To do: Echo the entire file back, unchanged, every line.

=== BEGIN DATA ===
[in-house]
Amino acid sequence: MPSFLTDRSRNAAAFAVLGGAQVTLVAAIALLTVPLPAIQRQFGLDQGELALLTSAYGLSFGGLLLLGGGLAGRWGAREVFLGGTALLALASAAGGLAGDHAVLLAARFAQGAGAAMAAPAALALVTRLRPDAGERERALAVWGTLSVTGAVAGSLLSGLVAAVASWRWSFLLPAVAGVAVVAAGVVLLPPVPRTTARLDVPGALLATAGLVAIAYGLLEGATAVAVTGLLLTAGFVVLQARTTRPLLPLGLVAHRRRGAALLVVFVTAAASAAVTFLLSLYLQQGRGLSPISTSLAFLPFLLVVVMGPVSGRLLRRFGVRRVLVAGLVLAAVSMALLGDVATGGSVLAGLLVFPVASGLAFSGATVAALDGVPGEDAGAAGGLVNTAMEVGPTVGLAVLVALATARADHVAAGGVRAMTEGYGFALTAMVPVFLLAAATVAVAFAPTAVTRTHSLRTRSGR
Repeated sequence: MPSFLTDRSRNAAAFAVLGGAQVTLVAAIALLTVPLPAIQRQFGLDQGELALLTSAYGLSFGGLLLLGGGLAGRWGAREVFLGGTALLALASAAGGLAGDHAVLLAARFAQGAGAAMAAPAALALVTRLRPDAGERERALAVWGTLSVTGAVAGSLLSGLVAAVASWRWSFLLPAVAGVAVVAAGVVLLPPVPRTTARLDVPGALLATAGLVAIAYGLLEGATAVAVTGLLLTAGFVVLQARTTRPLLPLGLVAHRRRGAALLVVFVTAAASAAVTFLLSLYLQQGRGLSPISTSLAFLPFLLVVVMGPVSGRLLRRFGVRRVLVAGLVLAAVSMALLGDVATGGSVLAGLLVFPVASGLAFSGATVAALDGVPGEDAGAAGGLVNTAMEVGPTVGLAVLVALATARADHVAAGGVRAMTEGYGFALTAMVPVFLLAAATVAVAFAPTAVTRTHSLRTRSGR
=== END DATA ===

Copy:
[in-house]
Amino acid sequence: MPSFLTDRSRNAAAFAVLGGAQVTLVAAIALLTVPLPAIQRQFGLDQGELALLTSAYGLSFGGLLLLGGGLAGRWGAREVFLGGTALLALASAAGGLAGDHAVLLAARFAQGAGAAMAAPAALALVTRLRPDAGERERALAVWGTLSVTGAVAGSLLSGLVAAVASWRWSFLLPAVAGVAVVAAGVVLLPPVPRTTARLDVPGALLATAGLVAIAYGLLEGATAVAVTGLLLTAGFVVLQARTTRPLLPLGLVAHRRRGAALLVVFVTAAASAAVTFLLSLYLQQGRGLSPISTSLAFLPFLLVVVMGPVSGRLLRRFGVRRVLVAGLVLAAVSMALLGDVATGGSVLAGLLVFPVASGLAFSGATVAALDGVPGEDAGAAGGLVNTAMEVGPTVGLAVLVALATARADHVAAGGVRAMTEGYGFALTAMVPVFLLAAATVAVAFAPTAVTRTHSLRTRSGR
Repeated sequence: MPSFLTDRSRNAAAFAVLGGAQVTLVAAIALLTVPLPAIQRQFGLDQGELALLTSAYGLSFGGLLLLGGGLAGRWGAREVFLGGTALLALASAAGGLAGDHAVLLAARFAQGAGAAMAAPAALALVTRLRPDAGERERALAVWGTLSVTGAVAGSLLSGLVAAVASWRWSFLLPAVAGVAVVAAGVVLLPPVPRTTARLDVPGALLATAGLVAIAYGLLEGATAVAVTGLLLTAGFVVLQARTTRPLLPLGLVAHRRRGAALLVVFVTAAASAAVTFLLSLYLQQGRGLSPISTSLAFLPFLLVVVMGPVSGRLLRRFGVRRVLVAGLVLAAVSMALLGDVATGGSVLAGLLVFPVASGLAFSGATVAALDGVPGEDAGAAGGLVNTAMEVGPTVGLAVLVALATARADHVAAGGVRAMTEGYGFALTAMVPVFLLAAATVAVAFAPTAVTRTHSLRTRSGR